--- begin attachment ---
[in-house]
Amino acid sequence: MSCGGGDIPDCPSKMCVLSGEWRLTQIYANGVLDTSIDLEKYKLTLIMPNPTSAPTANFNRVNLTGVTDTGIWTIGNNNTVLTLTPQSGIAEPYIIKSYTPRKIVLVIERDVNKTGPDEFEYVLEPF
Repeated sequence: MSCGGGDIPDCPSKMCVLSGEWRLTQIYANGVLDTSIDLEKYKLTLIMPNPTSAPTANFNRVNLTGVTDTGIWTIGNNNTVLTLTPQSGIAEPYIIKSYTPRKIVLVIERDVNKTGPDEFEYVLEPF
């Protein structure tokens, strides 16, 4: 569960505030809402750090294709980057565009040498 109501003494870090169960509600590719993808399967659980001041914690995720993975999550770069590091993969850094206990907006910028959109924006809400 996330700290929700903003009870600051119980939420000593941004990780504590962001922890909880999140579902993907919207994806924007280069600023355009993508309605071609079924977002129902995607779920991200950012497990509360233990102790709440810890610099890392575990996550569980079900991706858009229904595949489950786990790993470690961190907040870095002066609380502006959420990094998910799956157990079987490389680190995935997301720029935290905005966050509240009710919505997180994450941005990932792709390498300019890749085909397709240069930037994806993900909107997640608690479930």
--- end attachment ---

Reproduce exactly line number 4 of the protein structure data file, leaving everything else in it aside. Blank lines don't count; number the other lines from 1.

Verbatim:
């Protein structure tokens, strides 16, 4: 569960505030809402750090294709980057565009040498 109501003494870090169960509600590719993808399967659980001041914690995720993975999550770069590091993969850094206990907006910028959109924006809400 996330700290929700903003009870600051119980939420000593941004990780504590962001922890909880999140579902993907919207994806924007280069600023355009993508309605071609079924977002129902995607779920991200950012497990509360233990102790709440810890610099890392575990996550569980079900991706858009229904595949489950786990790993470690961190907040870095002066609380502006959420990094998910799956157990079987490389680190995935997301720029935290905005966050509240009710919505997180994450941005990932792709390498300019890749085909397709240069930037994806993900909107997640608690479930």